Emmett Till’s murder is one of the iconic events of the Civil Rights struggle. It’s so well known that many viewers may well wonder why we need another retelling.
There are many, many movies that focus on Black pain, including (in just the last decade) 2013’s 12 Years a Slave and 2019’s Queen and Slim. Many Black critics and scholars have pointed out that representations of Black pain don’t necessarily provoke sympathy in white people or catalyze change.
Instead, visualizing misery can be counterproductive or cynical, a way for creators to make money from white audiences who like to see Black people suffer while retraumatizing Black viewers.
Chinonye Chukwu’s new film Till is very aware of these critiques. It engages with them by being very careful what it shows and what it does not, and by acknowledging both the potential and the limitations of portraying injustice.
Showing Emmett Till
The film begins in Chicago in summer 1955. Fourteen-year-old Emmett Till (Jalyn Hall) is preparing to visit his cousins in Mississippi. His single mother, Mamie Till-Bradley (Danielle Deadwyler), is worried that he is not prepared for the repressive atmosphere of the Jim Crow South.
Her fears are born out; young Emmett whistles at female store clerk Carolyn Bryant (played with smug malice by Haley Bennett). She tells her husband and his half-brother, and they track Emmett down and murder him.
Chukwu takes pains to portray Emmett with dignity and love. The early scenes in Chicago feature the radiant Jalyn Hall lip-syncing to doo-wop and dancing joyfully with his mother to jump blues. He’s a little spoiled—as a 14-year-old should be—and absolutely confident that he is loved. He’s a child.
Watching that child’s happiness and security turn to terror is very difficult. Chukwu shows us his reactions as the white men come for him, and she shows his powerlessness and fear. But she doesn’t show us his actual murder. We only hear, very distantly, the sounds of struggle while the camera lingers on the dark farm where Emmett suffers, off-screen.
Lynchings were often public spectacles for white people in the 1950s. Chokwu does not want to provide that kind of entertainment or validation for those who enjoy watching Black people being tortured.
In the film, you do see Emmett’s body after death, when his coffin is shipped to Chicago. Mamie demanded an open-casket funeral because she wanted the world to see what Mississippi had done to her child. The photos appeared in Jet, and (as numerous other characters tell her) they had a powerful effect on shifting sentiment in favor of Civil Rights legislation.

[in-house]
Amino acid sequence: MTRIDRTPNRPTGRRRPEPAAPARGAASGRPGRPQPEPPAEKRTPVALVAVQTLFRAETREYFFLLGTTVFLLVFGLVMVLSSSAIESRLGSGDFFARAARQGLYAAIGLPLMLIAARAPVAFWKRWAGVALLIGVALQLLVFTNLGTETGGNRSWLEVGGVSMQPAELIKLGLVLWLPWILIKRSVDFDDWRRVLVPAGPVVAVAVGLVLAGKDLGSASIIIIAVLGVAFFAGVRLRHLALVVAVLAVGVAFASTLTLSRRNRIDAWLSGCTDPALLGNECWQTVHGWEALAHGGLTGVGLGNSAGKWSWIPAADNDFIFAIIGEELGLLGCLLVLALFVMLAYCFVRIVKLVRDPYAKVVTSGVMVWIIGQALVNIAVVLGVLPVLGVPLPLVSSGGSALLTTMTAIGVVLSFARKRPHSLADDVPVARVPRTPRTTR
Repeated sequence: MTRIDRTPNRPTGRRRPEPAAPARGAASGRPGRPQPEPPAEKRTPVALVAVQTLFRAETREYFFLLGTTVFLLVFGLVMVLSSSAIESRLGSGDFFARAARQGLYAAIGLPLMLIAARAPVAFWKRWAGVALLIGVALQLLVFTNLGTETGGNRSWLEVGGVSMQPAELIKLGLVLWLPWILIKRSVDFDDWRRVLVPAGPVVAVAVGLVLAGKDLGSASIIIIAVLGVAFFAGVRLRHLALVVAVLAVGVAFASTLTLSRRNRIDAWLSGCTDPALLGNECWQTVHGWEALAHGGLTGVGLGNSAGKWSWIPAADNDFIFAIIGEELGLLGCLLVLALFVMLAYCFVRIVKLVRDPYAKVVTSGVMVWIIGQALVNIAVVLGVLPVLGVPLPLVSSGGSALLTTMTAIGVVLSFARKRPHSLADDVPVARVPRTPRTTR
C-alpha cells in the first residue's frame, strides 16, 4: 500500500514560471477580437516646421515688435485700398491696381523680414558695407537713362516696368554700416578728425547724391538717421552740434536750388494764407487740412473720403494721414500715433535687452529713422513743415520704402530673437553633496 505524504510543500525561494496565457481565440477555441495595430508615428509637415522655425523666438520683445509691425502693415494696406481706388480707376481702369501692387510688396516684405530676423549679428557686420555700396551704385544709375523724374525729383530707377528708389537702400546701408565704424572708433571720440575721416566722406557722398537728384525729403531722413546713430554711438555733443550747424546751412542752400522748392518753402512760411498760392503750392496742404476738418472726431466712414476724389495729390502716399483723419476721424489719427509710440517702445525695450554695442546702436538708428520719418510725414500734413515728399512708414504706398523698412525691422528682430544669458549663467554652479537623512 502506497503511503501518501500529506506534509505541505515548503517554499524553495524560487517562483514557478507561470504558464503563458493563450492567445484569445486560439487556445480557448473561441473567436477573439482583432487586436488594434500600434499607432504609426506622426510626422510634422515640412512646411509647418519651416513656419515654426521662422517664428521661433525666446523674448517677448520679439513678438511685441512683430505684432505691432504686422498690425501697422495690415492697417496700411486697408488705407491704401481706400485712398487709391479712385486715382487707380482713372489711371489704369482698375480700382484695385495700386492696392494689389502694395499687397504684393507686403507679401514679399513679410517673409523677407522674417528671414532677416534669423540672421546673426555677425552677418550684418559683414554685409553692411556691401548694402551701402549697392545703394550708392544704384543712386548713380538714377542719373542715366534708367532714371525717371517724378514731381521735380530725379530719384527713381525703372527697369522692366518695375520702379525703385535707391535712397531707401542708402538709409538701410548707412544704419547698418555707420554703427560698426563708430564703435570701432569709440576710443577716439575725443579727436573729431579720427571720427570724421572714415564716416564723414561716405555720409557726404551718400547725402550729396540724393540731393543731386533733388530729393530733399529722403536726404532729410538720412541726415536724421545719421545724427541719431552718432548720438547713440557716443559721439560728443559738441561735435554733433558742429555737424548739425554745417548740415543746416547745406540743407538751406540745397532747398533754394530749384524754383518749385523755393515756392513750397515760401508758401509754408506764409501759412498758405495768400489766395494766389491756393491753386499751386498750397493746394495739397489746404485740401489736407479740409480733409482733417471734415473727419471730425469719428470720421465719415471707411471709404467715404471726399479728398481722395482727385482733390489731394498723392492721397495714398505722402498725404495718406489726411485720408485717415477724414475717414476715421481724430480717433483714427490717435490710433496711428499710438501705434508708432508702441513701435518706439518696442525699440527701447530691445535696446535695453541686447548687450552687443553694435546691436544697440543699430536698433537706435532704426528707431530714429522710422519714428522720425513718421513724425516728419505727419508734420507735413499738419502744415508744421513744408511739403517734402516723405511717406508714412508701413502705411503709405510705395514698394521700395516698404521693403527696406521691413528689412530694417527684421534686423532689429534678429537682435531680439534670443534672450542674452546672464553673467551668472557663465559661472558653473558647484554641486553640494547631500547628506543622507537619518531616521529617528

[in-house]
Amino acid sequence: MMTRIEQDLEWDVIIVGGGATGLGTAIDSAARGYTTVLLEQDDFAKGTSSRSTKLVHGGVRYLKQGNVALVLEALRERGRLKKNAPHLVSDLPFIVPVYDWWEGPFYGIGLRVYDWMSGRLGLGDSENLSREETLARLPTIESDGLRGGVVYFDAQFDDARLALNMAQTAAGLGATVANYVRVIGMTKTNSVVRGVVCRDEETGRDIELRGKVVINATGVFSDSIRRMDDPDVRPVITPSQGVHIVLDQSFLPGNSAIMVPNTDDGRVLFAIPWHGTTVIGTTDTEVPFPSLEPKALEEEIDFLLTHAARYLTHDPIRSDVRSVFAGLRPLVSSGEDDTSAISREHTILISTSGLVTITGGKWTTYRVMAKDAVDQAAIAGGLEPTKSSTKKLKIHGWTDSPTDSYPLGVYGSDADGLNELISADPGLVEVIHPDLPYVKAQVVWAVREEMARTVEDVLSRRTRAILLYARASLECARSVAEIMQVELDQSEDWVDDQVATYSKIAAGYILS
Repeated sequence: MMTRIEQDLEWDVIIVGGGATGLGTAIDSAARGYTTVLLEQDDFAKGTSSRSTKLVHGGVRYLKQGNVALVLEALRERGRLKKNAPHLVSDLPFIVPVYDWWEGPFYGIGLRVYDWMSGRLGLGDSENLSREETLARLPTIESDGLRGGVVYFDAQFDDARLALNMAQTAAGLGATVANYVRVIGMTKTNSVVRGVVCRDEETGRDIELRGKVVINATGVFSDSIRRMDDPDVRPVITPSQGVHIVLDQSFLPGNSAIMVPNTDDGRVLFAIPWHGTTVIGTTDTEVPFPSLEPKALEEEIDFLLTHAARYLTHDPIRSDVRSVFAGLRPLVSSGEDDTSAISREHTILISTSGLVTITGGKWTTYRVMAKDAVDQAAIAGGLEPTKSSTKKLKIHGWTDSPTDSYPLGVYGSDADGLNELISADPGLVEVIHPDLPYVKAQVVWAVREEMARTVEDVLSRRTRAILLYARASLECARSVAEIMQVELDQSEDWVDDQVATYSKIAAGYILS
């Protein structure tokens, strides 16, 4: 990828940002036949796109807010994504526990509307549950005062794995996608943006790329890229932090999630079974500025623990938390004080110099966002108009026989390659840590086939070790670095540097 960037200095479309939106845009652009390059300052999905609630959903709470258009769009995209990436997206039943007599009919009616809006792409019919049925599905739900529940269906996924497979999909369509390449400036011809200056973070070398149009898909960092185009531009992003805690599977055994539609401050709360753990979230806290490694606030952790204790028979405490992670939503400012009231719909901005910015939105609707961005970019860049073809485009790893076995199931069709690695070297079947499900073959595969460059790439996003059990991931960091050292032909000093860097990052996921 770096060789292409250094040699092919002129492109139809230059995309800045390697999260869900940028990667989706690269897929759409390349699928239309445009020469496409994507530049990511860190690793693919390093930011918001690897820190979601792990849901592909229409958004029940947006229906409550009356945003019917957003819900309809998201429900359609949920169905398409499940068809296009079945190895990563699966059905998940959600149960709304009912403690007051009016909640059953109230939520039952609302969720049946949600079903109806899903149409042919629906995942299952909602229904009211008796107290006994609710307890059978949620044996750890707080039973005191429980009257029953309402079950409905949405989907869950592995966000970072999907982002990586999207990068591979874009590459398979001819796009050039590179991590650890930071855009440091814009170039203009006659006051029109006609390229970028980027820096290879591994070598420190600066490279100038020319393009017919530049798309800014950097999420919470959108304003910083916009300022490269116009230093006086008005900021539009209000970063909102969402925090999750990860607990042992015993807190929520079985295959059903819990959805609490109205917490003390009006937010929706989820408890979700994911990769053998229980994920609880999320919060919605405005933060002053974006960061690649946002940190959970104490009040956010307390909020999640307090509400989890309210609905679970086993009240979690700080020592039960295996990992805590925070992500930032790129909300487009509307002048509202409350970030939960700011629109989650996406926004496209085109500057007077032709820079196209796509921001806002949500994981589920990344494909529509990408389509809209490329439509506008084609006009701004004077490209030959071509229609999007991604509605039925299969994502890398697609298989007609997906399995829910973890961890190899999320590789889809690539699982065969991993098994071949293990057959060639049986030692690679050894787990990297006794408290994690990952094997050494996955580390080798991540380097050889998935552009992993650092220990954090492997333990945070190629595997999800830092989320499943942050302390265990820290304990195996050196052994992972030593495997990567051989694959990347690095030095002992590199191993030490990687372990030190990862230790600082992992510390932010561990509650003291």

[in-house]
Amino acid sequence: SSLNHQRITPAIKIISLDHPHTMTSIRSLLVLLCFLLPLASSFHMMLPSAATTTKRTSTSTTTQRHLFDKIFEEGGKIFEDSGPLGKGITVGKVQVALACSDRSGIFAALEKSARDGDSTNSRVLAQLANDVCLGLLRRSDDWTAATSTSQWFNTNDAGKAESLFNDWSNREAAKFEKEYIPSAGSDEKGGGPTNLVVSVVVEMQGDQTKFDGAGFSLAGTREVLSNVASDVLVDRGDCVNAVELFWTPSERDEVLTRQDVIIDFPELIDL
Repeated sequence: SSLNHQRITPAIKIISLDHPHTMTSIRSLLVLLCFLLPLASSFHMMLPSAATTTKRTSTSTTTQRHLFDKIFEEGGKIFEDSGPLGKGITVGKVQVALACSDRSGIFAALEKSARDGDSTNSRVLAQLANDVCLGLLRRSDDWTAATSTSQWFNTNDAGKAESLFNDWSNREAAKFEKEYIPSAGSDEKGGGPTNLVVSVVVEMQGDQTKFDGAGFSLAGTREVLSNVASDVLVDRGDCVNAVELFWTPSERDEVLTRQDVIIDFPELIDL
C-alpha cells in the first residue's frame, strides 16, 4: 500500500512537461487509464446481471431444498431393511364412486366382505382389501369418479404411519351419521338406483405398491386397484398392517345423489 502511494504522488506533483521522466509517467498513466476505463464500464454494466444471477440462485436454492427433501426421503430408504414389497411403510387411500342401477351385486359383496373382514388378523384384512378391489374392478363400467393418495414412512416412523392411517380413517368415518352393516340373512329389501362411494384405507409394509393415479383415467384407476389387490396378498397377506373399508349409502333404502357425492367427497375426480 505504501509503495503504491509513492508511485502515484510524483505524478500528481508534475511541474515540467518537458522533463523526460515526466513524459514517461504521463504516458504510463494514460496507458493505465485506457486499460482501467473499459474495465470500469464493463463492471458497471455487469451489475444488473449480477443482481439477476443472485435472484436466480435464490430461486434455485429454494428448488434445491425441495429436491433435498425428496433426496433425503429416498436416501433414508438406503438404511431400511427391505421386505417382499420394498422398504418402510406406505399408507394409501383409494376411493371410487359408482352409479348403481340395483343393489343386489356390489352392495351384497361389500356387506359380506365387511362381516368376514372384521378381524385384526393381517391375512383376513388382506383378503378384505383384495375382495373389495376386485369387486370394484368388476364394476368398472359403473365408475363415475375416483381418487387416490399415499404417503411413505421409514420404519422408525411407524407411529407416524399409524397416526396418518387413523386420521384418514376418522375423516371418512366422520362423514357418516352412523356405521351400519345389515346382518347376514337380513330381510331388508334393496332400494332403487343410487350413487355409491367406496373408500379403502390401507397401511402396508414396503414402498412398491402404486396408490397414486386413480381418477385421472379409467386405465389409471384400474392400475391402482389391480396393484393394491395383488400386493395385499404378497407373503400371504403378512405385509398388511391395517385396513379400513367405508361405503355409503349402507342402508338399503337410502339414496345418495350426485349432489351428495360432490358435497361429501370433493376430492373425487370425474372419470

The bloated, brutalized corpse on screen is shocking. But it is Mamie, originally, who wanted to use those images to shock. Chokwu, in reproducing this particular spectacle of Black pain, is abiding by her wishes.
And she frames those wishes, explicitly, as an act of love. When Mamie in the film first sees her son’s bloated, scarred body, she runs her hands over it, caressing her child for the last time. When she testifies at the trial of Emmett’s two murderers in Mississippi, she says that touching him in this way assured her he was her child, even when his face was unrecognizable. Love is something you feel. Mamie’s hope is that by displaying her feeling, she can move others to love too.
A Spectacle of Hate
Moving others to love isn’t so easy though. The white judge, jury, and audience in the Mississippi courtroom are hostile. Deadwyler gives a convincing, heart-wrenching performance as a woman on the edge of collapse, holding herself together through sheer righteous anger and courage. But the jury isn’t moved.
Here too, Chukwu is deliberate in what she visualizes. As Mamie talks, we see only her face; there are few reaction shots from the court. This is her story, and the reactions of the people who, directly or indirectly, conspired in the society that murdered her son, are irrelevant.
When Carolyn Bryant testifies, she lies on the stand that Emmett sexually assaulted her. Then she physically demonstrates how Emmett supposedly grabbed her. The camera cuts away, so you never see this pantomime for the jury. Her story is so transparently false, and so transparently evil, it does not deserve screentime.
There is little of white people’s reactions on screen. But we see how the Black community responds to Mamie. Mamie is shown after the trial receiving thanks and appreciation. The (somewhat inevitable) text at the end of the film credits her with advancing the cause of Civil Rights through her courage and testimony.
The text, though, also notes that Emmett’s murderers, Roy Bryant and J.W. Milam never face justice. Neither did Carolyn Bryant. The Emmett Till Anti-Lynching Act was finally passed. But only in 2022, nineteen years after Mamie’s death, and sixty-six after Emmett’s.
Mamie demanded that the country look at her son. Till honors her decision. It treats the spectacle of pain with respect, and makes the case for its power to build solidarity and enact change.
But the movie also acknowledges that pain is not necessarily transformative. There is no real catharsis in this movie, as in comparatively glib Spielberg films like Amistad or Schindler’s List, which end with reassurances and celebration. Mothers continue to grieve. America continues to be very racist. Till knows that no movie can change that. The hope it offers is difficult to see.
Till opens in theaters on October 14.
Rating: 8.0 SPECS
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This article was produced and syndicated by Wealth of Geeks.
Noah Berlatsky is a freelance writer based in Chicago. His book, Wonder Woman: Bondage and Feminism in the Marston/Peter Comics was published by Rutgers University Press. He thinks the Adam West Batman is the best Batman, darn it.